Cold comfort for baby | University of Oxford
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Cold comfort for baby

Jonathan Wood

A new study published last week in the New England Journal of Medicine has shown that a simple cooling treatment for babies that suffer a lack of oxygen at birth could avoid brain damage in over 100 babies a year.

The TOBY (Total Body Hypothermia for Neonatal Encephalopathy) trial was led jointly by Oxford University and Imperial College London and was funded by the Medical Research Council.

I talked to TOBY Study Co-ordinator, Brenda Strohm RGN of the National Perinatal Epidemiology Unit [NPEU] at Oxford University.

OxSciBlog: What is birth asphyxia and how can it harm babies?
Brenda Strohm: Birth asphyxia occurs when a baby experiences lack of oxygen during labour and delivery, which can result in damage to the brain and other organs. This can occur if the umbilical cord is tight around the baby or the placenta separates from the womb too early, for example. Asphyxia can occur in both preterm and full term births; the TOBY Study was concerned only with full term babies. It is estimated that about 2 in 1000 full term births are affected, which is about 1400 cases a year in the UK.

OSB: What are the problems in detecting or treating birth asphyxia?
BS: In some cases there is warning that the baby is at risk, with signs of distress in the baby during labour or if there is a haemorrhage for example. But there may be no warning at all; only when the baby is born needing resuscitation does the condition become apparent.

OSB: What did the TOBY trial set out to investigate?
BS: The aim of TOBY was to find out whether whole body cooling (or hypothermia) as a treatment for birth asphyxia improves the outcomes for these babies and is a safe treatment.

The treatment is simple to use: the baby is nursed on a mattress which is cooled by circulating fluid within it. Typically the mattress temperature is set at around 28°C to maintain the baby’s temperature at 33–34°C, instead of the normal 37°C. The cooling lasts for 72 hours and then the baby is slowly re-warmed.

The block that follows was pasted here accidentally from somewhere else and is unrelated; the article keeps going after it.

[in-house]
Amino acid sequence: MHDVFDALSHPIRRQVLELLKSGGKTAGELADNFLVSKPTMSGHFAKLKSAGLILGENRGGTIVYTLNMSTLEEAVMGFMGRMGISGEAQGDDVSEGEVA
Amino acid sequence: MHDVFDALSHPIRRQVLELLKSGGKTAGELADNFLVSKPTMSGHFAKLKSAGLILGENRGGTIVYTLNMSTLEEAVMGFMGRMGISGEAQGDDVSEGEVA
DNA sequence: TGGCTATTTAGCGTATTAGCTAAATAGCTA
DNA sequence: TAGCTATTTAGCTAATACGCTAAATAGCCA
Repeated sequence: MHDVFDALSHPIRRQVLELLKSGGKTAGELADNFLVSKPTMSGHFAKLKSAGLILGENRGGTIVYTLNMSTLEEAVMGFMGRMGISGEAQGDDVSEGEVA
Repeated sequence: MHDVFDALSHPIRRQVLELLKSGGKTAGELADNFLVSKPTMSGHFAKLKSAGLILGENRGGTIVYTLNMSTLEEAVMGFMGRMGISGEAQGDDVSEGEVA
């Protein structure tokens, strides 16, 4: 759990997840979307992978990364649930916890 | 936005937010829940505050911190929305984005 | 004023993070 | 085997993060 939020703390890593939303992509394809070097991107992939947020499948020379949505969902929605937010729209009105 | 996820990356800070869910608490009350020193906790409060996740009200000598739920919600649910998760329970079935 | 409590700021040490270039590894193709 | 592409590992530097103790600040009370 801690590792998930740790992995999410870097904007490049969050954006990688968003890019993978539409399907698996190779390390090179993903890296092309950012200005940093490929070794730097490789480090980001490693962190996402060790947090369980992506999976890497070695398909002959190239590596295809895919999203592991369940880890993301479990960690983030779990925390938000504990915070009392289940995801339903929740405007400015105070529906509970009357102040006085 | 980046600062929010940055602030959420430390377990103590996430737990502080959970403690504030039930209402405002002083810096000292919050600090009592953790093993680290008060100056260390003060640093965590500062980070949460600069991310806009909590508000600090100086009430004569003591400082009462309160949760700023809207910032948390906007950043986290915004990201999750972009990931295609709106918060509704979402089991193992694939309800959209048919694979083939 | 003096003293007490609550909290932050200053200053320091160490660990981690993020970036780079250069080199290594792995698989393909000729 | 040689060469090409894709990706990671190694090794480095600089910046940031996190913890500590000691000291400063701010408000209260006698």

Brain injury from lack of oxygen occurs in two phases: immediately, when the brain is starved of oxygen and then later when the blood supply is restored. There is a chemical cascade when the machinery of the cells breaks down when it is possible to intervene to prevent long-term damage. It is during this ‘therapeutic window’ that cooling treatment is used as the intervention.

OSB: What were the findings of the study?
BS: 325 babies were recruited immediately after birth and were randomly allocated cooling treatment with intensive care or standard intensive care. While there was no difference in the deaths that occurred in the two groups, there was a significant improvement in the rate of survival without neurological abnormality in the cooled group. The cooled group showed improved outcomes in a range of other developmental measures at 18 months of age.

The study is important because birth asphyxia is associated with high morbidity in survivors that is a major burden for the child and family and on health and educational resources as the child matures. Up to now there has not been an effective treatment to offer these babies. Any treatment or intervention that can reduce this burden not only improves quality of life but reduces the costs of providing ongoing care.

OSB: What should pregnant women take from this study?
BS: Fortunately the vast majority of pregnant women will never need to know about cooling for their baby. For those whose baby is affected by birth asphyxia, there is now the knowledge that there is a simple treatment that could make a real difference to their baby’s future, although not every baby is bound to benefit from it.

OSB: What would you like to see happen next based on these findings?
BS: Cooling is not currently considered to be a standard treatment, but clinicians are increasingly using it. In the TOBY Study there were 34 UK neonatal units equipped to offer cooling, now there are nearly 50 with others obtaining the equipment and undergoing preparatory training. Many babies are transferred to units that can provide cooling treatment.

The National Institute for Health and Clinical Excellence (NICE) will be reviewing cooling as a treatment for birth asphyxia in full term babies now that TOBY has published its results. If NICE do recommend cooling, then it will become a standard treatment in the UK.